The Financial Action Task Force (FATF) has decided to include Pakistan in the gray list. The next Extraordinary Plenary Session in June 2021 will review the situation in the country.
The FATF President spoke at a press conference from Paris about the results of the four-day virtual plenary meeting. Marcus Player reported this.
Islamabad said Pakistan was looking into the matter.
Three of the 27 points need to be fully addressed, citing the action plan approved by Pakistan.
The FATF President reiterated that Pakistan had made “progress”: “We strongly urge the completion of the [Pakistan] project.”
Once Pakistan shows that it has completed these items, FATF members will agree that the investigation and prosecution of all groups and entities that provide funding to terrorists and their allies should be improved and that courts should show that fines are effective. Vote.
In response to a question from an Indian journalist about the prosecution of terrorists in Pakistan, the player explained that the FATF was not an investigative body. We evaluate the anti-money laundering framework. It does not change in every case, ”he said.
It is now imperative that Pakistan complete its action plan.
The FATF president commented that Pakistan was working for a high-level commitment to implement the recommendations of the Illegal Financing Watchdog, adding that “this is not the time to blacklist a country”.
He added that the stability of the watchdog reforms would be reviewed at the next plenary in June as soon as Pakistan completes its action.
Responding to another question alleging that India was financing terrorism, the FATF president declined to comment on specific incidents, reiterating that Watchdog was not an investigative agency. “India is subject to the same rules as any other country. In time, the FATF will evaluate India as any other country,” he added.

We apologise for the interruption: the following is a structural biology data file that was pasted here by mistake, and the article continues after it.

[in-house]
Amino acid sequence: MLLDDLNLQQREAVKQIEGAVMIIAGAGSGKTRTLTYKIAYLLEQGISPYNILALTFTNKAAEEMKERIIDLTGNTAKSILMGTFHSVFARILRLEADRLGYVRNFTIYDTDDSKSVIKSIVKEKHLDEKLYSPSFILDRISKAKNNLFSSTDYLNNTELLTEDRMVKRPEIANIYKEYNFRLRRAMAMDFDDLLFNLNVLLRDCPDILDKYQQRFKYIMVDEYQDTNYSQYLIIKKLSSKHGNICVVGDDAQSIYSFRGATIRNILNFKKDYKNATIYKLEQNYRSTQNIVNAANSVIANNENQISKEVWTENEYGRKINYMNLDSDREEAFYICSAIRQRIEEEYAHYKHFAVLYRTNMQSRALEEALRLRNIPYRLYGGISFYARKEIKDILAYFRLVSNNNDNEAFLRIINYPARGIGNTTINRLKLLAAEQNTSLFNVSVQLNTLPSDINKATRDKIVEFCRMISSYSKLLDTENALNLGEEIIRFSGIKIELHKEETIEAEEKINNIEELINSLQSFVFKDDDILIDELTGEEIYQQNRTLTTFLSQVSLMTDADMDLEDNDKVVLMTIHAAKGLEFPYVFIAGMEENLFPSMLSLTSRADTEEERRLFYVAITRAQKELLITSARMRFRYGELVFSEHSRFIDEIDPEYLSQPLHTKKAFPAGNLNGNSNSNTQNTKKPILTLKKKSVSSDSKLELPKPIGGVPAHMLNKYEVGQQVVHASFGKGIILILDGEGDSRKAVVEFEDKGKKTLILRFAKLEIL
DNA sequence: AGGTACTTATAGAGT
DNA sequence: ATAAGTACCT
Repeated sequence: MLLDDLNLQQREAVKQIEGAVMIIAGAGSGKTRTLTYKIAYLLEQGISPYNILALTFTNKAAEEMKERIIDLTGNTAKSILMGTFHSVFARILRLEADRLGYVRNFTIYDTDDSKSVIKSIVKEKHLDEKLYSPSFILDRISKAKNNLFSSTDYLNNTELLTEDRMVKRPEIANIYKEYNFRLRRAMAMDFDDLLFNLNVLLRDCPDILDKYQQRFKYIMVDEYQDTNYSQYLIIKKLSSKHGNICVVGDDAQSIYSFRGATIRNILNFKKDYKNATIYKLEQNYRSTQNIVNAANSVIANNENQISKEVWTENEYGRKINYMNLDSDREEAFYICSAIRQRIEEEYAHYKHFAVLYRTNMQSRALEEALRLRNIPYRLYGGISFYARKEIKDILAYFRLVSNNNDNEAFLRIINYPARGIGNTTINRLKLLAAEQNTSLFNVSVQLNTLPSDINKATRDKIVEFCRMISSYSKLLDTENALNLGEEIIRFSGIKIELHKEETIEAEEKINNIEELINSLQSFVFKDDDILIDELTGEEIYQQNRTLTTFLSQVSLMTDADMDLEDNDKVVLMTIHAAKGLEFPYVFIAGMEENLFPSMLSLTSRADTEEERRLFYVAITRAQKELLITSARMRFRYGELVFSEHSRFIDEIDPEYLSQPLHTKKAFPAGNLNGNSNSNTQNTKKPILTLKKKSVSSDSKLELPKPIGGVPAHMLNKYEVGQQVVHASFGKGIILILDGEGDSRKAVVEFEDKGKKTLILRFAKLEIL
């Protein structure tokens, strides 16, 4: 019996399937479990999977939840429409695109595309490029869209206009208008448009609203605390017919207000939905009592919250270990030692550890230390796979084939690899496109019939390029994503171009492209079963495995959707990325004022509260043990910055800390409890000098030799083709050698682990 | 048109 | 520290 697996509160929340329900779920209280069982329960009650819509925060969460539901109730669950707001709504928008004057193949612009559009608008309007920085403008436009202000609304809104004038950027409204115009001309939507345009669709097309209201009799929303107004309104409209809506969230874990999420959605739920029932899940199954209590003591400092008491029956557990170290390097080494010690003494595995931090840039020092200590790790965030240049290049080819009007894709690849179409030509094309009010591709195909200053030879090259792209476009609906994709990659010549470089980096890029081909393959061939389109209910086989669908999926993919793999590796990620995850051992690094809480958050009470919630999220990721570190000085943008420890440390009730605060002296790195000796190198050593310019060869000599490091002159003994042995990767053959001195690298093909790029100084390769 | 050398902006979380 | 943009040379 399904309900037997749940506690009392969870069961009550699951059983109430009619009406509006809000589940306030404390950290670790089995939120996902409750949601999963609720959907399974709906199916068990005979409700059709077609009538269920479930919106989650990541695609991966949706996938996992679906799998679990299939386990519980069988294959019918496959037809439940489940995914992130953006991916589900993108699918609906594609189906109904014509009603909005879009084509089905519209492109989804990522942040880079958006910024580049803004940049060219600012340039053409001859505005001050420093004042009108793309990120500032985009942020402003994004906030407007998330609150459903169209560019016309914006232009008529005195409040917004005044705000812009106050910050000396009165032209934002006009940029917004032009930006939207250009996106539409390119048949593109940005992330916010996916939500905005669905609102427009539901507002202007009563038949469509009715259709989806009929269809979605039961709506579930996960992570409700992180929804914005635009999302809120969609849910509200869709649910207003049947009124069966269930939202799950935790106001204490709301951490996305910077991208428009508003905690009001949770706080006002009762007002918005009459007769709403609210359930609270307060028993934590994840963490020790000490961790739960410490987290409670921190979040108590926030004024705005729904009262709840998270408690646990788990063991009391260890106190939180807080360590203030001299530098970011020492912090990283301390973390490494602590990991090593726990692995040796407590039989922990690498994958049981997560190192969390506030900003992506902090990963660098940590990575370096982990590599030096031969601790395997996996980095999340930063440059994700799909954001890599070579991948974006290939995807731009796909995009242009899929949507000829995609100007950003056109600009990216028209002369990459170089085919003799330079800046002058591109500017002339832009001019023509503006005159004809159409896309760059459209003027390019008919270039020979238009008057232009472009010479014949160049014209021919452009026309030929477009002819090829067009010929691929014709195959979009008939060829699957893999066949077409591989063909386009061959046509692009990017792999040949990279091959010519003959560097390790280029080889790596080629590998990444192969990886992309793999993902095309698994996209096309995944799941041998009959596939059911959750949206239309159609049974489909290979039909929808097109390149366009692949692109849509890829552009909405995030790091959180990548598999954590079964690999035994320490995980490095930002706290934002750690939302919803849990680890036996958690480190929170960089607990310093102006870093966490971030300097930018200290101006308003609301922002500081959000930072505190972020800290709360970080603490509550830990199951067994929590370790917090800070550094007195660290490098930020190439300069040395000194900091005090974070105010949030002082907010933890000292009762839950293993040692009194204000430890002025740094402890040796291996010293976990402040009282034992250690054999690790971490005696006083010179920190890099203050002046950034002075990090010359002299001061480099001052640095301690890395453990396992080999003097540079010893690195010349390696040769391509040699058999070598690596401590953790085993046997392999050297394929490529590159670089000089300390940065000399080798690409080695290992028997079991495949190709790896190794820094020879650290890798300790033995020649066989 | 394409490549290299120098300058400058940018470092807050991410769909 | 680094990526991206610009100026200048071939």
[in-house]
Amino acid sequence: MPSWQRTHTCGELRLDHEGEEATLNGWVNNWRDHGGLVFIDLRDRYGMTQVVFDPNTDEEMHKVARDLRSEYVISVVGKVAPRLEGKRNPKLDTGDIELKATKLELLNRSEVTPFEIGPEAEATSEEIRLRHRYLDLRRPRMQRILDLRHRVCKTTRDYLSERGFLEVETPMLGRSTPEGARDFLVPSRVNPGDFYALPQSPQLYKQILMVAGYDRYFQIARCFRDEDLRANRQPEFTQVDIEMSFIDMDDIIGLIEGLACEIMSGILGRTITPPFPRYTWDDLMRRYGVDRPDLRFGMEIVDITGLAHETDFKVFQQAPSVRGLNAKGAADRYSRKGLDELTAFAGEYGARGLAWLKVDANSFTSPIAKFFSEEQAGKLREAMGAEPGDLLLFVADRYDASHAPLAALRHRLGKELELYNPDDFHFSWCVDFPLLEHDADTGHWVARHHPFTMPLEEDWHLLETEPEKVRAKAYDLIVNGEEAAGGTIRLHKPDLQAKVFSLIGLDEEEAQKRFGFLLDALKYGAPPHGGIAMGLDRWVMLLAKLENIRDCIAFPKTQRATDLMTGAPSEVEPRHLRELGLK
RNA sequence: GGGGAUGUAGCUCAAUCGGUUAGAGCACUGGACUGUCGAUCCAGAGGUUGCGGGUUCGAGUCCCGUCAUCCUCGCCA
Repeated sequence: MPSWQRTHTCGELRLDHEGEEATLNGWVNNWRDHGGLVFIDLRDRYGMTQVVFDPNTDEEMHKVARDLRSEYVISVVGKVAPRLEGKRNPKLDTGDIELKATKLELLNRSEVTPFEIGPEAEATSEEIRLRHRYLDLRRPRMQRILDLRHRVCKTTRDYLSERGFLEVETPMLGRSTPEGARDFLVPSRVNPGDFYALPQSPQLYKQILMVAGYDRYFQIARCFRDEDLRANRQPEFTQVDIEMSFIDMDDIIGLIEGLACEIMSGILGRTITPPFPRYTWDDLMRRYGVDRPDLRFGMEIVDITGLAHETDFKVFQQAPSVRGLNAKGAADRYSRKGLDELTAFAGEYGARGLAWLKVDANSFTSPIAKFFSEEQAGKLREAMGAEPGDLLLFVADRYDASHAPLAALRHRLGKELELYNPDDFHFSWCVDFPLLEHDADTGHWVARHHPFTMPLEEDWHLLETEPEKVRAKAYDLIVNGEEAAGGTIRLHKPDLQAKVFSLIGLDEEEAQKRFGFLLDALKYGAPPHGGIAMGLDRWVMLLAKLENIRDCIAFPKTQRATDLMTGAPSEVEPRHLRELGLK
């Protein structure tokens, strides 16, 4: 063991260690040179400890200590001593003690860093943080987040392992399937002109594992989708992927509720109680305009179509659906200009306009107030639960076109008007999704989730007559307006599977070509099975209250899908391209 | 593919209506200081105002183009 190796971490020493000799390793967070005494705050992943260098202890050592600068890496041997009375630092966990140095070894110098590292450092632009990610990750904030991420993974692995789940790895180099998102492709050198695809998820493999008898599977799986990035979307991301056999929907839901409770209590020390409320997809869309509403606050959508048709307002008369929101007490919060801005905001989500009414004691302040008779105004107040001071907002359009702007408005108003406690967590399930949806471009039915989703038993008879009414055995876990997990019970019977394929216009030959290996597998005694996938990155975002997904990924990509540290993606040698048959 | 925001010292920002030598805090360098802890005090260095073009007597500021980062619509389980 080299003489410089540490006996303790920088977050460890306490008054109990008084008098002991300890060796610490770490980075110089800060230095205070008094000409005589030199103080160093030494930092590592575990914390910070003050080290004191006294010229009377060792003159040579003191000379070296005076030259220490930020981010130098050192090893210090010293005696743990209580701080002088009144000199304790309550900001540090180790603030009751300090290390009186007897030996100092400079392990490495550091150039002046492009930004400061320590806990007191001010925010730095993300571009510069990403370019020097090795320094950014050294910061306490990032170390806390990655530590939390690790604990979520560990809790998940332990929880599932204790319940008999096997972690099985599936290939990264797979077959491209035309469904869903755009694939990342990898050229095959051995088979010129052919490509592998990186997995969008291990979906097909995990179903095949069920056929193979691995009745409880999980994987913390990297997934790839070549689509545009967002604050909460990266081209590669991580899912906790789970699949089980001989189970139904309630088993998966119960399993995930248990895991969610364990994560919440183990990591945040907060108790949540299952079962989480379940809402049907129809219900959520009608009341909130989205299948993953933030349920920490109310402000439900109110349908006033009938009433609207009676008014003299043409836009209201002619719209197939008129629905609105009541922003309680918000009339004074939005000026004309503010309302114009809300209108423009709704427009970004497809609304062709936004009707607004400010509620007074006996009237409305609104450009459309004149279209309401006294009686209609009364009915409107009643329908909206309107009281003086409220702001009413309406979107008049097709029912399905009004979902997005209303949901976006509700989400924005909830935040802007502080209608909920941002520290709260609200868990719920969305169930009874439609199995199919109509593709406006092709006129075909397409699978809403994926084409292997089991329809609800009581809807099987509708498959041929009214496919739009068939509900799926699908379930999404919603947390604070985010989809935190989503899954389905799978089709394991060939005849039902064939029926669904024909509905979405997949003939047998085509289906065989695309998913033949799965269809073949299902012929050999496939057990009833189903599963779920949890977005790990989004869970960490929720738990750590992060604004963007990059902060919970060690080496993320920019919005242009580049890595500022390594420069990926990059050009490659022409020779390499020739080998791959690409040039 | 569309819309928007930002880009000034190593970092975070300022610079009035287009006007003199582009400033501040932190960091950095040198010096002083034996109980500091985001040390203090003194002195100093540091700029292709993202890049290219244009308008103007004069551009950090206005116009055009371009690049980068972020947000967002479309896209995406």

At the same time, a note on the FATF website states that Pakistan should continue to implement the remaining three items in its action plan to address strategically important shortcomings.
1) prove that TF (terrorist financing) investigations and prosecutions are aimed at individuals and institutions representing targeted individuals or organizations;
2) prove that TF prosecutions lead to effective, proportionate and frustrating sanctions; And
3) Demonstrate effective implementation of targeted economic sanctions against designated 1267 and 1373 terrorists, especially those who work for or for them.
“FATF looks at the significant progress that has been made throughout the action plan. To date, Pakistan has made progress in all action plan items and has now addressed 24 of the 27 action plan items, ”the statement said. As all action plan deadlines have expired, the FATF strongly urges Pakistan to expedite the completion of its full action plan before June 2021.
Responding to the FATF decision, Federal Minister Hammad Azhar said that Pakistan had completed 90 percent of the current FATF action plan. Of the 27 items, 24 were largely addressed and the remaining three items were ‘partially addressed’.
“The FATF has recognized Pakistan’s high level of political commitment since 2018. This led to significant progress. The FATF member states also commented that Pakistan would be subject to the most challenging and comprehensive action plan ever offered to any country, ”he tweeted. The country with the different timeframes was subjected to the dual evaluation processes of the FATF.
Azhar said “I would like to commend the hard work done by dedicated teams in multiple government departments at Federal & provincial tiers,”
Senegal, Morocco and Cayman were added to the gray list
The player says North Korea and Iran were kept as two blacklisted countries during the FATF Plenary, but four new locations have been added to the watch list for increased surveillance.
Morocco, Burkina Faso, Senegal and the Cayman Islands are the countries included in the gray list.
With four additions, the list now includes 19 countries and territories. The FATF said it was only partially complying with international law against terrorism financing and money laundering.